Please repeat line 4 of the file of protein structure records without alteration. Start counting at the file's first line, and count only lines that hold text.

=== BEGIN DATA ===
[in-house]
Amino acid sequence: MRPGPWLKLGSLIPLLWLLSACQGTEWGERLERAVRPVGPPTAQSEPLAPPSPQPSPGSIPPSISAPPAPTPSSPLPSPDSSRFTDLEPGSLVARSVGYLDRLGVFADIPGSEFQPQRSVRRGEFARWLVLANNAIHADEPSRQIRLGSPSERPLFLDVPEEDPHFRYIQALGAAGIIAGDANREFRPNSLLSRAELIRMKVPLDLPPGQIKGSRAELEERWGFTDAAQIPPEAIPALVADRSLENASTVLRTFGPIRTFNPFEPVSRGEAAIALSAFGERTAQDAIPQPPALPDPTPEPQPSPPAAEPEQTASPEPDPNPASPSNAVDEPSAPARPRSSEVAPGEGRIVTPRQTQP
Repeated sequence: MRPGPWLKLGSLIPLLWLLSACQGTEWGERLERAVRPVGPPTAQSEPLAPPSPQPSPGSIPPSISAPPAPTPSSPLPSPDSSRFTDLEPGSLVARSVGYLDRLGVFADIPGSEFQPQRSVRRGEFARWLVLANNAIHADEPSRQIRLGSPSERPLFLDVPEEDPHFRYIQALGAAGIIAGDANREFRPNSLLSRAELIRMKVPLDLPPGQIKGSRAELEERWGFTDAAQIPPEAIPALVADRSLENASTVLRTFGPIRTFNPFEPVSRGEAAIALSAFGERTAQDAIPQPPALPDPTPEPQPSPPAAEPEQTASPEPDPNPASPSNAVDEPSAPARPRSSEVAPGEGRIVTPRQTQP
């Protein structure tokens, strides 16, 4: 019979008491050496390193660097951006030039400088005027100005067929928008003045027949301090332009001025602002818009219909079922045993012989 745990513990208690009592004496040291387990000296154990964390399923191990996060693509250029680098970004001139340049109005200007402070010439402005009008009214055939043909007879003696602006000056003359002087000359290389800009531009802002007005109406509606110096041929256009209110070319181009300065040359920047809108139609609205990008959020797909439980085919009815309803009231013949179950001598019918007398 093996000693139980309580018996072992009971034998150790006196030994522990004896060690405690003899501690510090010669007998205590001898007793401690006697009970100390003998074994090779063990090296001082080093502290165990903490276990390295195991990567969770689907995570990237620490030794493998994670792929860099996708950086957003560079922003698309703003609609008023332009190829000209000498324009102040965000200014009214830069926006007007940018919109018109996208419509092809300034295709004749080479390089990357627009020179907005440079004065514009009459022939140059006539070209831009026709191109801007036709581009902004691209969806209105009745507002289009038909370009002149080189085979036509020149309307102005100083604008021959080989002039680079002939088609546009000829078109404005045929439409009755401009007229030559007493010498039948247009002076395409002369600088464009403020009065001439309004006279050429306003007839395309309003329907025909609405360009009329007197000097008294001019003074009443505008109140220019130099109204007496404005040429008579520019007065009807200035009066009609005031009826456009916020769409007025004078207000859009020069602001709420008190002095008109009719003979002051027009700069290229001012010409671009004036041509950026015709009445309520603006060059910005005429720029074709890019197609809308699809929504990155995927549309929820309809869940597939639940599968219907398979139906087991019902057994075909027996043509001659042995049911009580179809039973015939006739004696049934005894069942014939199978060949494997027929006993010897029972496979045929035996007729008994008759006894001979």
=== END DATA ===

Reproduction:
């Protein structure tokens, strides 16, 4: 019979008491050496390193660097951006030039400088005027100005067929928008003045027949301090332009001025602002818009219909079922045993012989 745990513990208690009592004496040291387990000296154990964390399923191990996060693509250029680098970004001139340049109005200007402070010439402005009008009214055939043909007879003696602006000056003359002087000359290389800009531009802002007005109406509606110096041929256009209110070319181009300065040359920047809108139609609205990008959020797909439980085919009815309803009231013949179950001598019918007398 093996000693139980309580018996072992009971034998150790006196030994522990004896060690405690003899501690510090010669007998205590001898007793401690006697009970100390003998074994090779063990090296001082080093502290165990903490276990390295195991990567969770689907995570990237620490030794493998994670792929860099996708950086957003560079922003698309703003609609008023332009190829000209000498324009102040965000200014009214830069926006007007940018919109018109996208419509092809300034295709004749080479390089990357627009020179907005440079004065514009009459022939140059006539070209831009026709191109801007036709581009902004691209969806209105009745507002289009038909370009002149080189085979036509020149309307102005100083604008021959080989002039680079002939088609546009000829078109404005045929439409009755401009007229030559007493010498039948247009002076395409002369600088464009403020009065001439309004006279050429306003007839395309309003329907025909609405360009009329007197000097008294001019003074009443505008109140220019130099109204007496404005040429008579520019007065009807200035009066009609005031009826456009916020769409007025004078207000859009020069602001709420008190002095008109009719003979002051027009700069290229001012010409671009004036041509950026015709009445309520603006060059910005005429720029074709890019197609809308699809929504990155995927549309929820309809869940597939639940599968219907398979139906087991019902057994075909027996043509001659042995049911009580179809039973015939006739004696049934005894069942014939199978060949494997027929006993010897029972496979045929035996007729008994008759006894001979």